Calcineurin inhibitors cause renal afferent activation in rats: a novel mechanism of cyclosporine-induced hypertension

Am J Hypertens. 2000 Sep;13(9):999-1004. doi: 10.1016/s0895-7061(00)00288-0.

Abstract

Inhibition of calcineurin-mediated signaling in T lymphocytes is a major mechanism of cyclosporine A (CsA)-induced immunosuppression, and previous rat studies have suggested that inhibition of calcineurin-mediated signaling in central neuronal pools involved in blood pressure regulation plays an important role in causing acute CsA-induced hypertension. However, a central neural mechanism is difficult to reconcile with other data suggesting that CsA-induced hypertension is due to activation of renal and other subdiaphragmtic visceral afferents that reflexively increase efferent sympathetic nerve activity. Accordingly, we now have revised our hypothesis to suggest that CsA stimulates renal afferents by a calcineurin-dependent process. To test this new hypothesis, in anesthetized rats we recorded arterial pressure and multifiber afferent renal nerve activity from the cut distal end of the renal nerve before, during, and after intravenous infusion of either CsA (5 mg/kg over 20 min, n = 8), FK506 (0.15 mg/kg, n = 7), another potent calcineurin inhibitor that is structurally unrelated to CsA, or rapamycin (0.15 mg/kg, n = 4), a structural analog of FK506 that has no effect on calcineurin. We found that renal afferent discharge was increased markedly by intravenous FK506, as well as CsA, but unaffected by rapamycin (or vehicle), indicating calcineurin mediation. After infusion of either calcineurin inhibitor, afferent renal nerve activity remained elevated for up to 2 h, paralleling the prolonged increase in blood pressure. Thus, the major new conclusion of this study is that, in contrast to what has been assumed previously, calcineurin inhibitors enhance sympathetic neurotransmission by a novel action localized to visceral sensory nerve endings rather than to nerve cell bodies or central synapses. In the rat, calcineurin-dependent activation of renal afferents appears to be the primary mechanism producing the large blood-pressure-raising effect of CsA. Because the data suggest that the major side-effect of CsA and FK506--hypertension--is inexorably linked to calcineurin inhibition in extralymphoid tissue, development of agents that selectively inhibit calcineurin only in T lymphocytes could eliminate this important secondary form of hypertension.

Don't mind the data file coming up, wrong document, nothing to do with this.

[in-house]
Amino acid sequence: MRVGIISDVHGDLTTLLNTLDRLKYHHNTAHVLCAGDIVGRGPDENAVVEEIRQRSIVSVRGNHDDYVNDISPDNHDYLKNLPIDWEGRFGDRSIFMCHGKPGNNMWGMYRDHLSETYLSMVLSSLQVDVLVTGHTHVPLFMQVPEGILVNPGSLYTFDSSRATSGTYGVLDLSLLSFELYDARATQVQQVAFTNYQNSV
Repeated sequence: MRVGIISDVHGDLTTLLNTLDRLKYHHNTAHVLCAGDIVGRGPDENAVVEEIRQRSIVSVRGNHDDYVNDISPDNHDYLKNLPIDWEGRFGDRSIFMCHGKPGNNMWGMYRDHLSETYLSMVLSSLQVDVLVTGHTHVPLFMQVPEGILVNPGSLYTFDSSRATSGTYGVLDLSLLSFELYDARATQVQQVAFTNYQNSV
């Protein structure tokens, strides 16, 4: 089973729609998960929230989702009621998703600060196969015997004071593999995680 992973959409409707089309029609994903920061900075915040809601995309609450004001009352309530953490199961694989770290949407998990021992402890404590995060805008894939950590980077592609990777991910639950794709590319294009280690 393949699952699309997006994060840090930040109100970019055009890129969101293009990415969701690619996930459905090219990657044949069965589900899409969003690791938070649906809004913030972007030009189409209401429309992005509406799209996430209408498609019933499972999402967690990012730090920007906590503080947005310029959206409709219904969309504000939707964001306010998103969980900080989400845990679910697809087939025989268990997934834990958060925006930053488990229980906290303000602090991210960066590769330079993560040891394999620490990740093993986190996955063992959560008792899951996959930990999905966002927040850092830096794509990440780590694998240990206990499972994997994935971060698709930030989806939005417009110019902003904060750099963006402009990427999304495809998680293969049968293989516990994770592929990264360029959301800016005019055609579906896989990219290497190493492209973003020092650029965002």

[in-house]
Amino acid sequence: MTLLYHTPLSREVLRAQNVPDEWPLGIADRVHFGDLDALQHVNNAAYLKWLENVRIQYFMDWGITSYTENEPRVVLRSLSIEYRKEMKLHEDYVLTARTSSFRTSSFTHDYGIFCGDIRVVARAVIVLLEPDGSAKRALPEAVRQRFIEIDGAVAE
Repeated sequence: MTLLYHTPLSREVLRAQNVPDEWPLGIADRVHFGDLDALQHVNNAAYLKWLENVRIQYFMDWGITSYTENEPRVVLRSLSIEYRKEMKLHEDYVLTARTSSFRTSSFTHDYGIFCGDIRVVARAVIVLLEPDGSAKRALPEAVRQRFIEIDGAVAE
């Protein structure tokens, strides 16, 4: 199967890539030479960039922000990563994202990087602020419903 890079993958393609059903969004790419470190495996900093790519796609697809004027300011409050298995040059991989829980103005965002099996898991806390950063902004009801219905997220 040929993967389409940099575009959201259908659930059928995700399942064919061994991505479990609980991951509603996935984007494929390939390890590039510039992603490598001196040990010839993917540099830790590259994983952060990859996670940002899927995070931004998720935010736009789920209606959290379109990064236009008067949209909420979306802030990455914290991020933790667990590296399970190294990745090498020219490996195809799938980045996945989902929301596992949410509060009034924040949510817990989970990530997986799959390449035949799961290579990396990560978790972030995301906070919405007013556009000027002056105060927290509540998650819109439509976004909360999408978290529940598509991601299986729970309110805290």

Publication types

  • Research Support, U.S. Gov't, P.H.S.

MeSH terms

  • Animals
  • Blood Pressure / drug effects
  • Calcineurin Inhibitors*
  • Cyclosporine / pharmacology*
  • Hypertension / chemically induced*
  • Hypertension / physiopathology
  • Kidney / innervation*
  • Male
  • Neurons, Afferent / drug effects*
  • Neurons, Afferent / physiology*
  • Rats
  • Rats, Sprague-Dawley
  • Sirolimus / pharmacology
  • Tacrolimus / pharmacology*
  • Time Factors

Substances

  • Calcineurin Inhibitors
  • Cyclosporine
  • Sirolimus
  • Tacrolimus